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In 1994, I was working for HBO at a low-level programming job. I had begged for the job and I wasn’t qualified but they gave it to me anyway because my boss’s boss’s boss was a fan of chess and he accidentally saw me playing in the park after I failed the interview.

My job was to get HBO streaming interactively on cable lines. Don’t ask.

I said to my boss, “The technology to do this is already done. It’s called the web. Why do I have to invent an entire new way to stream content?”

He said, “James. Calm down. The cable guys know what they are doing. This Internet thing is popular with academics but is just a fad.”

And that was that.

A) Cryptocurrencies are not a fad

Cryptocurrencies benefit from two 5000 year old trends.

1) Theism ==> Humanism ==> Dataism in every industry. For instance, 2000 years ago if you got ill, you assumed you had sinned, or you would pray to get better, or you would assume a god was punishing you. 20 years ago, you’d go to a doctor and take two aspirin. And now, you get EEGs, fMRIs, genetic testing, etc to diagnose and determine best solution.

Money is “In God We Trust” ==> Benjamin Franklin we trust ==> Cryptocurrencies (we trust data)

2) Barter ==> Physical store of value (gold, silver, etc) ==> Money backed by metal ==> Paper money ==> Bank money ==> Pure data money (cryptos)

These trends are not going away. They solve massive problems created by the scenario before them and crypto is front and center for both of these 5000 year old trends.

B) Cryptocurrencies are not crypto

I hate the word “crypto”.

If someone asks me, “What is Amazon?” I would answer, “A store”.

I wouldn’t say, “It’s a software application that sits on top of the TCP/IP protocol.” Nobody would say that. But, in fact, that’s a valid way to describe what Amazon.com is.

“Crypto” refers to the aspect of Bitcoin that makes it secure. It uses a branch of math called “public key cryptography”. But knowing this provides basically zero value in understanding of cryptocurrencies other than it is secure in a way confirmed by mathematicians.

Better to call it “data currencies” or simply “currencies”.

BUT…

C) Cryptocurrencies are not currencies

A currency is two things:

– a store of value: e.g. One can say, “I have $1,000,000”. That’s a number stored in the bank. It’s the value of net worth the person saying it has.

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– a transaction mechanism. e.g. with $1 I can go into a deli and buy a cup of coffee.

Bitcoin is the first but not the second (unless you want to wait ten minutes every time you buy a cup of coffee).

And many other crypto-currencies are the second and not necessarily the first.

And some are both and THEN…they are more.

See below.

D) Cryptocurrencies are contracts and will eventually replace all contract

The rise of ICOs (Initial Coin Offerings) are because you can program functionality similar to contracts into a coin.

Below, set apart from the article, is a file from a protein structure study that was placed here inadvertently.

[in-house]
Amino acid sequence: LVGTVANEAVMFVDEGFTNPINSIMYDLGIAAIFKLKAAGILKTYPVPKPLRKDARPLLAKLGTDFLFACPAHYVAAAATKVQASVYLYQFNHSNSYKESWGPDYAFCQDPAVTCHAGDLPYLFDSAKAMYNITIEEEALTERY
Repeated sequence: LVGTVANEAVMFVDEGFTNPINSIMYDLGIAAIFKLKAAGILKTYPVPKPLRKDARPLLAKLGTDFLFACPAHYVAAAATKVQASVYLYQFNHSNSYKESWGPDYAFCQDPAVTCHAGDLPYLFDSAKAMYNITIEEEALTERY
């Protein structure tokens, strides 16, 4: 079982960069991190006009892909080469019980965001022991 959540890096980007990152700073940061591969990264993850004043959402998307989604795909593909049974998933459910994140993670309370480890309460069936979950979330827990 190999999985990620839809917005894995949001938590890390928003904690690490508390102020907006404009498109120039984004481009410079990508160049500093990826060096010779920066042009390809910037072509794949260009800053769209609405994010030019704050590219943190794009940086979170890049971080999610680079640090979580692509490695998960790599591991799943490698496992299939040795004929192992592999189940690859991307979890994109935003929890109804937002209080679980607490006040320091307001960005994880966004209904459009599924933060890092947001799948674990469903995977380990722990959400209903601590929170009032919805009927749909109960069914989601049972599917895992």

For instance, a coin called “Filecoin” has an implicit contract that whoever owns a file coin is also allowing (by the contract embedded in the coin) that people can share files on that coin. It creates a decentralized dropbox.

Cryptocurrencies can be used now to replace escrows, wills, and many other types of basic contracts. The entire field of contract law is a $400 billion market or more and will be completely replaced (and lead to the rise of) by legitimate cryptocurrencies.

E) 95% of cryptocurrencies are scams or will go to zero

Like any field that is “hot” the scammers have arrived. Ponzi schemes. Fake currencies. hacked exchanges, etc.

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But, like in every field of life, this will get regulated, criminals will get caught, and the legitimate coins will thrive. This is exactly like the Internet in the late 90s. You didn’t want to avoid the Internet then because of the enormous gains. But you did want to avoid the scams.

F) The US Government secretly loves cryptocurrencies

How else will they transport millions of dollar into war-torn countries to pay off war lords and terrorists. If you think this is conspiracy theory, think again.

G) Cryptocurrencies are not “fiat.

There is explicit value backing a crypto currency, unlike a dollar bill, or even a bar of gold (which gold bugs will hate to hear).

A dollar bill has value because we believe it does and we trust that the US government will take care of the value of the dollar by not printing too many of them.

A piece of gold has value because for years we have used gold and other precious metals as money. They also have value because you have to work to mine a piece of gold and there is only a limited amount of gold in the world.

But there are a limited number of any rocks in the world so this is not special.

Cryptocurrencies actually solve enormous problems that have a definite value associated with them.

H) Jamie Dimon is wrong. Here’s the obvious reason why

Jamie Dimon runs a bank with dollars in it. If people stopped using dollars, they would stop using Jamie Dimon’s bank. So of course he’s going to say “bitcoin is a fad”. He doesn’t want his bank to go out of business.

Always look for agendas, even with me.

What is my agenda? I want to make a lot of money by identifying which cryptocurrencies are legit and which are not. I’ve built the team and network to do that. I also am happy to always be the first in trends. Cryptocurrency is the most exciting thing I’ve seen since I first used the world wide web in 1992.


[This post by James Altucher first appeared on LinkedIn, and has been reproduced by permission.]

 

Note: The views and opinions expressed are solely those of the author and does not necessarily reflect the views held by Inc42, its creators or employees. Inc42 is not responsible for the accuracy of any of the information supplied by guest bloggers.